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Norepinephrine and serotonin imbalance in the locus coeruleus in bipolar disorder

Authors

  • Anna K Wiste,

    1. Department of Psychiatry, Columbia College of Physicians and Surgeons
    2. Department of Neuroscience, New York State Psychiatric Institute, New York, NY, USA
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  • Victoria Arango,

    1. Department of Psychiatry, Columbia College of Physicians and Surgeons
    2. Department of Neuroscience, New York State Psychiatric Institute, New York, NY, USA
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  • Steven P Ellis,

    1. Department of Psychiatry, Columbia College of Physicians and Surgeons
    2. Department of Neuroscience, New York State Psychiatric Institute, New York, NY, USA
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  • J John Mann,

    1. Department of Psychiatry, Columbia College of Physicians and Surgeons
    2. Department of Neuroscience, New York State Psychiatric Institute, New York, NY, USA
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  • Mark D Underwood

    1. Department of Psychiatry, Columbia College of Physicians and Surgeons
    2. Department of Neuroscience, New York State Psychiatric Institute, New York, NY, USA
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  • The authors of this paper do not have any commercial associations that might pose a conflict of interest in connection with this manuscript.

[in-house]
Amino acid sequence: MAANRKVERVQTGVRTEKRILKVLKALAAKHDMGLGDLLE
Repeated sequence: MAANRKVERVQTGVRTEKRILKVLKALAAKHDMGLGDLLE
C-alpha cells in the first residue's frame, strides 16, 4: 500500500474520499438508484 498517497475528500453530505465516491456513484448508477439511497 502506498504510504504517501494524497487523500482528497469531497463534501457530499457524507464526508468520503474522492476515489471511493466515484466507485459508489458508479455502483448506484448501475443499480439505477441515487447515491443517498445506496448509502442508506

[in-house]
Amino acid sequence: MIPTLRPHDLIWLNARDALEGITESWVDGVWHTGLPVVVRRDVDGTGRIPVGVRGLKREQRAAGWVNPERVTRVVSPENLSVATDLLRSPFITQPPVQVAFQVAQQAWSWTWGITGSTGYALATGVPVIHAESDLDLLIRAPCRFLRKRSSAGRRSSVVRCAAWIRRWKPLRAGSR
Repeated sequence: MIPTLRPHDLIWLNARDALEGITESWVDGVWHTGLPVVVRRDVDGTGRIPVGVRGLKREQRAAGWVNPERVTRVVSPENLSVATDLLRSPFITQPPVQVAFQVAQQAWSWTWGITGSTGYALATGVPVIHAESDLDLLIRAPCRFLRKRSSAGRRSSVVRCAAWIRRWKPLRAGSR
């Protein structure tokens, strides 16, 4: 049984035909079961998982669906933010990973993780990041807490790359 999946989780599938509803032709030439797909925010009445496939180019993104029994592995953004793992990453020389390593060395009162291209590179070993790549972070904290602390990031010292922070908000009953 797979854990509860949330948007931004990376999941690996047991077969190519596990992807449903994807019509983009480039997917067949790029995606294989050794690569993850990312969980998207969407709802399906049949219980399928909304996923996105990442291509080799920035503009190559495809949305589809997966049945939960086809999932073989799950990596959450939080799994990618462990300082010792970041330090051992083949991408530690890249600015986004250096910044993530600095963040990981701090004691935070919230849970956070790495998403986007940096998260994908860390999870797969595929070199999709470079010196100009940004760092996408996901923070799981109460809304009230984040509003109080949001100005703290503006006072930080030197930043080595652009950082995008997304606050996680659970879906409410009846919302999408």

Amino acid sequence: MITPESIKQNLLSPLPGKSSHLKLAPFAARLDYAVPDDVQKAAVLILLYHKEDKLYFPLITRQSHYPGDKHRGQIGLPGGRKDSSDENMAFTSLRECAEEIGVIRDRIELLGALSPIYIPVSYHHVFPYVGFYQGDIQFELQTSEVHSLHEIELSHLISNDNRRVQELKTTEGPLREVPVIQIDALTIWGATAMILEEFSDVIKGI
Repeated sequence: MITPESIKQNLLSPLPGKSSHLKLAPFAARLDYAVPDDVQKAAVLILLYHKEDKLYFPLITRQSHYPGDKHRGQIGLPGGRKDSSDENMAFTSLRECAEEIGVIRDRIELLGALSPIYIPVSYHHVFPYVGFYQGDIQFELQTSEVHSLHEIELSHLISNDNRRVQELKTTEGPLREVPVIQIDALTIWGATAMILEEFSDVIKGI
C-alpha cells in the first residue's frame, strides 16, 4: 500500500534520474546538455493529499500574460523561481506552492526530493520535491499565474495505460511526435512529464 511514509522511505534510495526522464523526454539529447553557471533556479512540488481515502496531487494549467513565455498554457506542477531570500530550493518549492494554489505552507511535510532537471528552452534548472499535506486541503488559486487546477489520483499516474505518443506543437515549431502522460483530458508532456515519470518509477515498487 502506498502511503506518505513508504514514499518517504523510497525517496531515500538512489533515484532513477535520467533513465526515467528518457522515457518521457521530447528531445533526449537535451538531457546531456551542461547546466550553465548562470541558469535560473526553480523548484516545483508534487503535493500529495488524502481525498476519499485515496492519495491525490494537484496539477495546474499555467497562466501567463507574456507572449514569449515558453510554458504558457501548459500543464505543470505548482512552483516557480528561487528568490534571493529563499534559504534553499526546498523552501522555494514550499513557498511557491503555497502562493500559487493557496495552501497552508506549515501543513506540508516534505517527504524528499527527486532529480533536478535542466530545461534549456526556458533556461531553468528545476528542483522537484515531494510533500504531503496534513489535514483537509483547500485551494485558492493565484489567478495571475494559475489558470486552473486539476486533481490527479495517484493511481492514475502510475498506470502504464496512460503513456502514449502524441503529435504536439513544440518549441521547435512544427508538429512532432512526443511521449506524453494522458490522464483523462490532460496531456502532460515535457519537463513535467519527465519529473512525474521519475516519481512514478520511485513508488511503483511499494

Corresponding author: Mark D Underwood, PhD, 1051 Riverside Drive, Unit 42, New York State Psychiatric Institute, New York, NY 10032, USA. Fax: +1 212 543 6017; e-mail: mu20@columbia.edu

Abstract

Objectives:  Abnormalities in norepinephrine (NE) and serotonin (5-HT) are implicated in bipolar disorder (BD). We examined 5-HT input and NE neurons in the locus coeruleus (LC, the NE nucleus that innervates the forebrain) in BD by quantifying immunoreactivity (IR) for tyrosine hydroxylase (TH) and tryptophan hydroxylase (TPH), the biosynthetic enzymes for NE and 5-HT, respectively.

Methods:  Six suicides with BD were compared to matched normal controls and unipolar major depression suicides, using immunocytochemistry with computer-assisted quantification of immunoreactivity.

Results:  Depressed bipolar suicides had 26.7 ± 1.3% of LC area occupied by the TH immunoreactive (TH-IR) process, while controls had 50.7 ± 8% (p = 0.002) and unipolar depressed suicides had 50.3 ± 2.5% (p = 0.003). In bipolars, these processes did not stain as darkly (1.9 ± 0.5 × background) as controls (2.9 ± 0.9 × background; p = 0.01) or unipolars (2.9 ± 0.6 × background; p = 0.002). Bipolar suicides also had less TPH-IR processes in the LC (11.7 ± 10%) compared with controls (32.8 ± 8.8%; p = 0.01) or unipolar suicides (30.3 ± 8%; p = 0.02). The TPH-IR intensity did not differ between groups.

Conclusions:  We found less TH-IR and TPH-IR in the LC in depressed bipolar suicides, but not unipolar suicides, suggesting that both NE and 5-HT activity is lower in BD. Studies during manic or euthymic states will determine whether these changes are mood state dependent.

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